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It was warmer and more humid than expected. We had a few bottles of water, but that proved to be inadequate to fully satiate our thirst. The hike ended up being 8.25 miles, but when you factor walking to the pier and then home from the train station, it ended up being a 12 plus mile day, which was hard on my legs (both of them). It was time for a test on my left one, 10 days after ditching my crutches.

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I followed the doctor’s orders and didn’t fall, but I’m sure this is not the kind of walking he had in mind. It wasn’t just the broken fibula that slowed me, but my overall level of fitness. I hadn’t hiked in six months since before cyclocross season started. My legs didn’t fail me, but they came close. Over the course of four hours, the Lantau Trail basically went up, down, up, and down again. On our route, there were two major climbs. The first was up Sunset Peak, and the second was Lantau Peak.

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We skirted the true peak of 869 meter (2,851 feet) Sunset and avoided a side trail that would have required us to backtrack, but the Lantau Trail went right over the top of 934 meter (3,064 feet) Lantau, which is pretty impressive considering that we arrived on a ferry!

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The fog and smog were intense. Hong Kong Island and Lantau Island are known for their bad air quality. I’ve got nothing to compare this with, but it was pretty bad. This limited the views, which would have been spectacular on a clear day. We still enjoyed the trail. We saw a handful of people, but it was generally pretty quiet, especially high up. We saw some backpackers heading up for overnights, but most people were out for the day.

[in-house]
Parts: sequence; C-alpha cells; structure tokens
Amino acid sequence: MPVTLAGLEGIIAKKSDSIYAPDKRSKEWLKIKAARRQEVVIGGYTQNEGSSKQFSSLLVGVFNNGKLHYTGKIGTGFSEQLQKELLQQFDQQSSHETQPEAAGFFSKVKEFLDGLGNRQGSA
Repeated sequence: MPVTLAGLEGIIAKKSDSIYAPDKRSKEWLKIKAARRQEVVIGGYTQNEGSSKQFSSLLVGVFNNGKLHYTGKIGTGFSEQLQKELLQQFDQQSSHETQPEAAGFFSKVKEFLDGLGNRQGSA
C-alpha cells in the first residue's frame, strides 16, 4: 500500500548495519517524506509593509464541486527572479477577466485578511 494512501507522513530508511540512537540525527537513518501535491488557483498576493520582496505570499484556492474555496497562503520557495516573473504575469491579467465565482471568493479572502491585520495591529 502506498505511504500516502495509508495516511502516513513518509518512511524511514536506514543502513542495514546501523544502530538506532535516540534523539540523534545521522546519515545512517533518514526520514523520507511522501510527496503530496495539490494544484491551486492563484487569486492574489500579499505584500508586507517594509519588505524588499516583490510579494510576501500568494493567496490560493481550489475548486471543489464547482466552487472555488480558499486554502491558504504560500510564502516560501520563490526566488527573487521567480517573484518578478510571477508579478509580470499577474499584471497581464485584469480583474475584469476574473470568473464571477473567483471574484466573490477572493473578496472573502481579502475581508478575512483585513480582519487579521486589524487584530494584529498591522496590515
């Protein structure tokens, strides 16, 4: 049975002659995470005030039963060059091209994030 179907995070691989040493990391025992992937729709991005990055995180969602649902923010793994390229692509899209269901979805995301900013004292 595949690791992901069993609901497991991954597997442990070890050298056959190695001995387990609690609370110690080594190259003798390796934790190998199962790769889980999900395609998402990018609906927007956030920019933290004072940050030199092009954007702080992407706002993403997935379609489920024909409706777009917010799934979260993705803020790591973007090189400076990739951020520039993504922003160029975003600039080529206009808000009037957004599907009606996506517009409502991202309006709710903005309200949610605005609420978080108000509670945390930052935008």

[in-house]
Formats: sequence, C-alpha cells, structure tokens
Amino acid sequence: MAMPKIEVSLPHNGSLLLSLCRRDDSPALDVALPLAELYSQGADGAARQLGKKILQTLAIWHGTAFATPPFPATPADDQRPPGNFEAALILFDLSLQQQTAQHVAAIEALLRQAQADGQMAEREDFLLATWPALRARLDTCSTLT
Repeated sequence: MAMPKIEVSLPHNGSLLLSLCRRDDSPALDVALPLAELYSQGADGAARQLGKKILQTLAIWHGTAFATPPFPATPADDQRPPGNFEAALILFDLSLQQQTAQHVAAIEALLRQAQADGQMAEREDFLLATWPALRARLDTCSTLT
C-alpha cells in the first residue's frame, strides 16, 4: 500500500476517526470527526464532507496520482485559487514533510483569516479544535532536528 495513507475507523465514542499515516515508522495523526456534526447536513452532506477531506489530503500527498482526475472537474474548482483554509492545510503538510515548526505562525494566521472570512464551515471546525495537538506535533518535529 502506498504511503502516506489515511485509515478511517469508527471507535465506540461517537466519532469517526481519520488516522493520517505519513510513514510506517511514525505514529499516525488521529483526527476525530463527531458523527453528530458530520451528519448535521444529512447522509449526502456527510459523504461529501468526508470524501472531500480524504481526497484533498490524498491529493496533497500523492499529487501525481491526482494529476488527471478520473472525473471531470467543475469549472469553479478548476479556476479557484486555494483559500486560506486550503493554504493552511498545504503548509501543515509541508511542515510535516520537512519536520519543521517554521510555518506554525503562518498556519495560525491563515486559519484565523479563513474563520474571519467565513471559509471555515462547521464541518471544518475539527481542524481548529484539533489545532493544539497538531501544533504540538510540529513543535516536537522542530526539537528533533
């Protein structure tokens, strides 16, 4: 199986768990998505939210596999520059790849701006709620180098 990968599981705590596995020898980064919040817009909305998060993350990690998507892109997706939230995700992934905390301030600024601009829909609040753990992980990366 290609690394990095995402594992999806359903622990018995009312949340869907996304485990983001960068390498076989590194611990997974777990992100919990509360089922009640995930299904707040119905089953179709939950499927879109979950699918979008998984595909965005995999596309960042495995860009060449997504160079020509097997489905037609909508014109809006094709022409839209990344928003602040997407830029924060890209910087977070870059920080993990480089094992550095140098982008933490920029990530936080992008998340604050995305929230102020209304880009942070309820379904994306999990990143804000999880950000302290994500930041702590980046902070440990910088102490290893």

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The TransLantau ultra (25K, 50K, 100K) was on Saturday and the course was already marked on Friday. Sadly, we didn’t hear about this race until it was sold out. Prior to our trip, Debbie inquired about race entry, but the event was full. That’s OK. It would have been fun, especially now after seeing the terrain, but she accepted the circumstances and now we have a reason to come back. She would have been happy to do the 50K. The 100K would probably have been much since she hasn’t done an ultra since Hardrock last July. Plus the race started at 11:30 P.M. on Saturday and wouldn’t have been over before our next flight. She has had a long stretch of “time off,” but is gearing up for Mt. Tammany 40 Miler in March, and Traprock 50K in April. She has other races planned during the summer including the North Face 50 in Massachusetts in June, the Vermont 100K in July, and the Ragged Mountain 50K in August. After that, it’s a bit up in the air, but she plans to ride the Vermont 50 again.

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The TransLantau is rugged. We saw the trail up close yesterday. The most impressive feature was the stone steps. There were thousands of them. The rock work/trail maintenance was awesome. The stones were perfectly placed and went up the steep gradients in both directions. Navigating them on reduced power and a damaged leg was incredibly hard.